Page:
“He’s Just Like Me!” – Why I Write What I Write

September 17, 2018

First of all, a word of explanation: this is the first post in a new monthly series called This Writer’s Voice. Please note that the series is not about the elusive concept known as “voice” in writing. It’s a series about writing, looking at the hows and whats and whys of writing, both my writing and the writing of other people. I hope you’ll find it interesting and I hope you find some ideas that might help you in your writing journey.

On my website page about my logo/purpose, in the Words section, you’ll find a bit about where I’ve come from as a writer. That partly answers the question of why I write. Why I write what I write takes that question further.

When my honorary nephews were small, I wrote a few picture books specifically for them. They were so one-of-a-kind that I don’t even have copies of them. This picture is of the first such book I created for the first of the trio of boys. It wasn’t really a picture book, but instead was a book about rabbits in the shape of a rabbit. (I also made the bunny that accompanied it. Bunny was all ears while Oldest Guy read to him.)

My honorary nephew ‘reading’ the first book I made for him

The next books were written – and illustrated – for the boys when the youngest of the trio was born. And therein lies the story of the main reason I write. When my cousin read Middle Guy his book, he responded excitedly, “He’s just like me!”

That is why I write what I write. I want kids (and adults) to be able to see themselves in the books I write. I want there to be the excitement Middle Guy felt, but I also want my readers to feel the deep-seated relief that “somebody out there gets me” that I yearn for when I read.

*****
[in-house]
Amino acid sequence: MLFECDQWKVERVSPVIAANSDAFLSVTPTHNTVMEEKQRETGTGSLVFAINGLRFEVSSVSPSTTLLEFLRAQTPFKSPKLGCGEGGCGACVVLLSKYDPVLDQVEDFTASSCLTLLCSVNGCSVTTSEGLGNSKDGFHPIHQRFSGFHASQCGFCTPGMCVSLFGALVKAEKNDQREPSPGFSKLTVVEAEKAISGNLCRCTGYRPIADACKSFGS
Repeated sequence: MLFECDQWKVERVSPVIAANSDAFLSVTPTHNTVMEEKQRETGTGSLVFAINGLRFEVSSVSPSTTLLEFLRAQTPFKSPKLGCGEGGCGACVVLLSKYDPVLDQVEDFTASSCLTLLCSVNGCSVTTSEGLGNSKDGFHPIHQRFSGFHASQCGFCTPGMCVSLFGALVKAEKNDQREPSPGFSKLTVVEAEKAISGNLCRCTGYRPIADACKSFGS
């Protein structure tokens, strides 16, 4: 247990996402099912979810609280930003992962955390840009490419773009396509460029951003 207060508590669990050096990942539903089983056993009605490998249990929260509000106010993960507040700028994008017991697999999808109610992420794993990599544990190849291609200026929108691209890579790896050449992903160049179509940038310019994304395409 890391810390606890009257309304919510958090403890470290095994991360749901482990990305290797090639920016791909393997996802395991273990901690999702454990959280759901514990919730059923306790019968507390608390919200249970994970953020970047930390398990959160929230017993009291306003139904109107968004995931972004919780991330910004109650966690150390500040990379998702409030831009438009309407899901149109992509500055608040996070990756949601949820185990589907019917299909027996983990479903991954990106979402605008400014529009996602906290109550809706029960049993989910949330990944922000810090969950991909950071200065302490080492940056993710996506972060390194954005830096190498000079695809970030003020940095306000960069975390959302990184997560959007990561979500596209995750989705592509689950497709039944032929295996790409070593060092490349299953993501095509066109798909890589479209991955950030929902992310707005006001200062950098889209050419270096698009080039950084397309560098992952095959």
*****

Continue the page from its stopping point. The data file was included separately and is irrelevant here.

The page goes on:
When I was growing up, although I loved to read and re-read, and RE-re-read the books I had, there weren’t that many books that gave me that “somebody out there gets me” feeling. One character, Anne Shirley (of Green Gables and elsewhere), did give me that feeling. In Anne, I found an imaginative kindred spirit, and she will always be a kindred spirit.

I write the characters I didn’t find in the books I read, beloved though those other books were — the shy kids, the theatre and music kids, the fearful kids, the kids who sit on the sidelines, the kids who don’t fit in, and who sometimes take pride in not fitting in. There is more room these days for all kinds of characters in books – so I write for others who are like me in some way, and who are looking for that “just like me!” experience, that “somebody gets me” experience. Because somebody DOES get you, unknown reader of the future. I look forward to my books connecting with you.

If you’re a writer, why do YOU write?

 

Next week, I’ll be posting about the wonderful book Amina’s Voice by Hena Khan.

In the meantime, here’s to books, encouragement, teaching and hope!

7 People reacted on this

  1. That is why we should write. So that kids can read a book and say, “That’s just like me.” The characters need to be relatable and believable, even if they may do things most kids wouldn’t. An excellent post.

    1. Kindred! You and me both, for fears as a child. <3 I hope you'll find a home for your books -- there are a lot of kids who need them.

  2. I love this post. I think we see ourselves in the characters we create. We hope young ones identify or recognize themselves. Yes love this post.

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